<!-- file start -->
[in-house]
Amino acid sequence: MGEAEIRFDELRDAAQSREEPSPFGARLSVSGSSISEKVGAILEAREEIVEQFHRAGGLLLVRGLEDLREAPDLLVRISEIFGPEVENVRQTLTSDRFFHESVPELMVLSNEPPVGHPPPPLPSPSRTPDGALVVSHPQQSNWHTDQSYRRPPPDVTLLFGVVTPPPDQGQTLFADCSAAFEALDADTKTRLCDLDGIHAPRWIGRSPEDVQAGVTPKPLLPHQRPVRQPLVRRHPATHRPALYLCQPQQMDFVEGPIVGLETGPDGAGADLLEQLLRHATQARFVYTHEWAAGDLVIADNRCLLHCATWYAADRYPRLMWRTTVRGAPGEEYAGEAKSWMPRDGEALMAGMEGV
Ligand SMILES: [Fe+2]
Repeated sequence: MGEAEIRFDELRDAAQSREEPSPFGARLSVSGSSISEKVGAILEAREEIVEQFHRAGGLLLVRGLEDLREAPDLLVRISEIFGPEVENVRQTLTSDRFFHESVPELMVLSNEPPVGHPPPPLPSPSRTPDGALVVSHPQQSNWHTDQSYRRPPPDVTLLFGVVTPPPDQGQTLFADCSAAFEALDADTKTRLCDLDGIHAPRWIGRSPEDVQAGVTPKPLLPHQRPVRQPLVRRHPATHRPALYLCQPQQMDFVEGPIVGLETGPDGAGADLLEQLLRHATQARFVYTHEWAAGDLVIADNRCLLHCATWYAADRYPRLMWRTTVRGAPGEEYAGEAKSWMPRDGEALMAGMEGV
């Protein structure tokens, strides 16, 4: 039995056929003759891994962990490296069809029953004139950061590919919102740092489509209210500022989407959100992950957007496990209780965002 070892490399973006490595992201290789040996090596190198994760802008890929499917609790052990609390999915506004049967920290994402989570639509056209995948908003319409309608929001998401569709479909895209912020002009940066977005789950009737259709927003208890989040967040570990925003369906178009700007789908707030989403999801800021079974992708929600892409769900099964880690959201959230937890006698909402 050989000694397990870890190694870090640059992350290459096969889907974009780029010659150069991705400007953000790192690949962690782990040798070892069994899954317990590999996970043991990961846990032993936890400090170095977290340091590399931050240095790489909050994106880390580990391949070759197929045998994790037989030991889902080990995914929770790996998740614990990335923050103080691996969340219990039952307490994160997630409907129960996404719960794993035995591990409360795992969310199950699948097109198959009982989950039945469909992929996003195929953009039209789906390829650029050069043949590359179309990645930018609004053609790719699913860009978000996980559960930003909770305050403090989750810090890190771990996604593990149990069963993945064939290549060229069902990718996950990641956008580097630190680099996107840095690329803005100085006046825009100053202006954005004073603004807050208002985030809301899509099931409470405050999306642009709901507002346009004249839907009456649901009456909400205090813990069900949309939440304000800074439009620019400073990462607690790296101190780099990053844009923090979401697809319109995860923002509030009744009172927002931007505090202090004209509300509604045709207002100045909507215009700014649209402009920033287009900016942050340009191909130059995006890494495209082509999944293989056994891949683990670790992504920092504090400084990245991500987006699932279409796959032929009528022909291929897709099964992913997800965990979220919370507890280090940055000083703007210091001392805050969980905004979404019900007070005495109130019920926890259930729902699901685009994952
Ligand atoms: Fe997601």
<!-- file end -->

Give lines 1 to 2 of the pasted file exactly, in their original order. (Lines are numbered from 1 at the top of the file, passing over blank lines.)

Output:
[in-house]
Amino acid sequence: MGEAEIRFDELRDAAQSREEPSPFGARLSVSGSSISEKVGAILEAREEIVEQFHRAGGLLLVRGLEDLREAPDLLVRISEIFGPEVENVRQTLTSDRFFHESVPELMVLSNEPPVGHPPPPLPSPSRTPDGALVVSHPQQSNWHTDQSYRRPPPDVTLLFGVVTPPPDQGQTLFADCSAAFEALDADTKTRLCDLDGIHAPRWIGRSPEDVQAGVTPKPLLPHQRPVRQPLVRRHPATHRPALYLCQPQQMDFVEGPIVGLETGPDGAGADLLEQLLRHATQARFVYTHEWAAGDLVIADNRCLLHCATWYAADRYPRLMWRTTVRGAPGEEYAGEAKSWMPRDGEALMAGMEGV